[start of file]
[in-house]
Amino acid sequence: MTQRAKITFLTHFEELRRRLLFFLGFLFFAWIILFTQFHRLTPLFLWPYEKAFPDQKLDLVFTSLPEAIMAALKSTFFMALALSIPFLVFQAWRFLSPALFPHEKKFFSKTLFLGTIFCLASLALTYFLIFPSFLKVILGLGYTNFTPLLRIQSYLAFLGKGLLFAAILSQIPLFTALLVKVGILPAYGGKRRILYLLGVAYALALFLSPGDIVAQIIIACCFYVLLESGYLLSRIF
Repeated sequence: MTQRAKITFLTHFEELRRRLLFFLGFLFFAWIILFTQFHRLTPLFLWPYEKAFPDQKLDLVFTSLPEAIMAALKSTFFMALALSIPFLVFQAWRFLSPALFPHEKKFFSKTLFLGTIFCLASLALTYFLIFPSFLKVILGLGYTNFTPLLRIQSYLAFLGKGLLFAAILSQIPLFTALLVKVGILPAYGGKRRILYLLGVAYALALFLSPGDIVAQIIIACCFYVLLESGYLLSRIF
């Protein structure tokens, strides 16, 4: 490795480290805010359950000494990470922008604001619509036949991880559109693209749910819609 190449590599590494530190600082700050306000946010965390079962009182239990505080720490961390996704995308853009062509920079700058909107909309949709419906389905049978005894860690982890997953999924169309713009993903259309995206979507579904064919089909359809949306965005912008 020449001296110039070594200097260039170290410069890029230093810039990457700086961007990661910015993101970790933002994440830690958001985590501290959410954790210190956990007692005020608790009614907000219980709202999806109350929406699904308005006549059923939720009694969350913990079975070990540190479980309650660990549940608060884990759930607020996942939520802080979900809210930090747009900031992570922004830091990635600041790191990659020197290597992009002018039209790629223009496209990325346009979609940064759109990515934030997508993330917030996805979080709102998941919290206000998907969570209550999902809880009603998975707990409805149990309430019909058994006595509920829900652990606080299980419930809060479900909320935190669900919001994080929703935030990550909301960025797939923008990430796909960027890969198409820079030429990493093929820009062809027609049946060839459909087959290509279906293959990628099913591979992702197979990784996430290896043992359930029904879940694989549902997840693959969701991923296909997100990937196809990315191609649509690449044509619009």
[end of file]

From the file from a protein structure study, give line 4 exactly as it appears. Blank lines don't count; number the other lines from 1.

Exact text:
């Protein structure tokens, strides 16, 4: 490795480290805010359950000494990470922008604001619509036949991880559109693209749910819609 190449590599590494530190600082700050306000946010965390079962009182239990505080720490961390996704995308853009062509920079700058909107909309949709419906389905049978005894860690982890997953999924169309713009993903259309995206979507579904064919089909359809949306965005912008 020449001296110039070594200097260039170290410069890029230093810039990457700086961007990661910015993101970790933002994440830690958001985590501290959410954790210190956990007692005020608790009614907000219980709202999806109350929406699904308005006549059923939720009694969350913990079975070990540190479980309650660990549940608060884990759930607020996942939520802080979900809210930090747009900031992570922004830091990635600041790191990659020197290597992009002018039209790629223009496209990325346009979609940064759109990515934030997508993330917030996805979080709102998941919290206000998907969570209550999902809880009603998975707990409805149990309430019909058994006595509920829900652990606080299980419930809060479900909320935190669900919001994080929703935030990550909301960025797939923008990430796909960027890969198409820079030429990493093929820009062809027609049946060839459909087959290509279906293959990628099913591979992702197979990784996430290896043992359930029904879940694989549902997840693959969701991923296909997100990937196809990315191609649509690449044509619009």